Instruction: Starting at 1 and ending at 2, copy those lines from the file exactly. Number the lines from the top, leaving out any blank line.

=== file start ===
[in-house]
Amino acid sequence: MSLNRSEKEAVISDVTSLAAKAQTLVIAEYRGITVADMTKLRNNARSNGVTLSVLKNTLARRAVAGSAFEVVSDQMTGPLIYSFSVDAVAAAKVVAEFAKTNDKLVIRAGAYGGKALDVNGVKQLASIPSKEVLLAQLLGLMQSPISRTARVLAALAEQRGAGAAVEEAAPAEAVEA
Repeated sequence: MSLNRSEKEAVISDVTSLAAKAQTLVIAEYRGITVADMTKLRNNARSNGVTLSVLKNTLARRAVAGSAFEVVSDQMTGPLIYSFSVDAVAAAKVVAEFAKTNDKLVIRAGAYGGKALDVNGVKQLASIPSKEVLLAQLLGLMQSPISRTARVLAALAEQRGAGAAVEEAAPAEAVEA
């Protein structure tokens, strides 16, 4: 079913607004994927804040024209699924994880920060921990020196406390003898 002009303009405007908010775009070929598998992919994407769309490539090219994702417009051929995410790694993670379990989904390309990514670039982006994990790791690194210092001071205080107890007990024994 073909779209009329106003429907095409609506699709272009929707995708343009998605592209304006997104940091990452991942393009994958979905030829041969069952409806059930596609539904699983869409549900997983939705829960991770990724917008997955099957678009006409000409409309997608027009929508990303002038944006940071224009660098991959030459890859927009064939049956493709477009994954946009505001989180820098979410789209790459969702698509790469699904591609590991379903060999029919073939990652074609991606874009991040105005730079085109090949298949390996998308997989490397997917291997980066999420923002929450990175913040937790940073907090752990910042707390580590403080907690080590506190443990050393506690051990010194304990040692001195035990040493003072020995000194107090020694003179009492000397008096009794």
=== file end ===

[in-house]
Amino acid sequence: MSLNRSEKEAVISDVTSLAAKAQTLVIAEYRGITVADMTKLRNNARSNGVTLSVLKNTLARRAVAGSAFEVVSDQMTGPLIYSFSVDAVAAAKVVAEFAKTNDKLVIRAGAYGGKALDVNGVKQLASIPSKEVLLAQLLGLMQSPISRTARVLAALAEQRGAGAAVEEAAPAEAVEA